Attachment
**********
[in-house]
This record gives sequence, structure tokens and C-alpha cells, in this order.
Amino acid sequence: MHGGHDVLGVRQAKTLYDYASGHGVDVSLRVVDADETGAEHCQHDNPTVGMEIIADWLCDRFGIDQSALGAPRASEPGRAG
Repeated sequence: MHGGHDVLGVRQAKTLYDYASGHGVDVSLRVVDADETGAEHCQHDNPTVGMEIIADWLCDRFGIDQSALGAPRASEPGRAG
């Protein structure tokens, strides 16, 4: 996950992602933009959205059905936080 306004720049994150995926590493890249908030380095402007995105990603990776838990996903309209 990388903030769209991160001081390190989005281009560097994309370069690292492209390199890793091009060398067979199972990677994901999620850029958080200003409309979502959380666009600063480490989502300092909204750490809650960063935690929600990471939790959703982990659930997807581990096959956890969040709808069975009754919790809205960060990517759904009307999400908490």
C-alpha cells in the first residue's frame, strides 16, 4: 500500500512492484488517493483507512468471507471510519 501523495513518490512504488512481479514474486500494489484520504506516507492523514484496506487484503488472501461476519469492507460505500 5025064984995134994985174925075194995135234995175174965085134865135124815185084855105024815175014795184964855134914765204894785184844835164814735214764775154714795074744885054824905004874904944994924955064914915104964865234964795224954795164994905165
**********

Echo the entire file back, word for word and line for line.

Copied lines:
[in-house]
This record gives sequence, structure tokens and C-alpha cells, in this order.
Amino acid sequence: MHGGHDVLGVRQAKTLYDYASGHGVDVSLRVVDADETGAEHCQHDNPTVGMEIIADWLCDRFGIDQSALGAPRASEPGRAG
Repeated sequence: MHGGHDVLGVRQAKTLYDYASGHGVDVSLRVVDADETGAEHCQHDNPTVGMEIIADWLCDRFGIDQSALGAPRASEPGRAG
């Protein structure tokens, strides 16, 4: 996950992602933009959205059905936080 306004720049994150995926590493890249908030380095402007995105990603990776838990996903309209 990388903030769209991160001081390190989005281009560097994309370069690292492209390199890793091009060398067979199972990677994901999620850029958080200003409309979502959380666009600063480490989502300092909204750490809650960063935690929600990471939790959703982990659930997807581990096959956890969040709808069975009754919790809205960060990517759904009307999400908490």
C-alpha cells in the first residue's frame, strides 16, 4: 500500500512492484488517493483507512468471507471510519 501523495513518490512504488512481479514474486500494489484520504506516507492523514484496506487484503488472501461476519469492507460505500 5025064984995134994985174925075194995135234995175174965085134865135124815185084855105024815175014795184964855134914765204894785184844835164814735214764775154714795074744885054824905004874904944994924955064914915104964865234964795224954795164994905165